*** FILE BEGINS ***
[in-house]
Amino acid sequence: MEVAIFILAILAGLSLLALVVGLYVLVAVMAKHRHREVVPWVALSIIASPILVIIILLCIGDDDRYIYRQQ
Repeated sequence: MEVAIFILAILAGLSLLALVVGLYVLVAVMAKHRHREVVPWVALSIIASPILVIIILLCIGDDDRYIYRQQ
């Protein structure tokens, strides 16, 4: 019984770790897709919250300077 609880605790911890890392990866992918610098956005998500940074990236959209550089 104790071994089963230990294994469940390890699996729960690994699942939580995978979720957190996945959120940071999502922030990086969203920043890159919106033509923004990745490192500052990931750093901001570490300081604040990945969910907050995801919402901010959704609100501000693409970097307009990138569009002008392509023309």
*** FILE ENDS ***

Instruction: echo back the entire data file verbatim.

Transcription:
[in-house]
Amino acid sequence: MEVAIFILAILAGLSLLALVVGLYVLVAVMAKHRHREVVPWVALSIIASPILVIIILLCIGDDDRYIYRQQ
Repeated sequence: MEVAIFILAILAGLSLLALVVGLYVLVAVMAKHRHREVVPWVALSIIASPILVIIILLCIGDDDRYIYRQQ
């Protein structure tokens, strides 16, 4: 019984770790897709919250300077 609880605790911890890392990866992918610098956005998500940074990236959209550089 104790071994089963230990294994469940390890699996729960690994699942939580995978979720957190996945959120940071999502922030990086969203920043890159919106033509923004990745490192500052990931750093901001570490300081604040990945969910907050995801919402901010959704609100501000693409970097307009990138569009002008392509023309």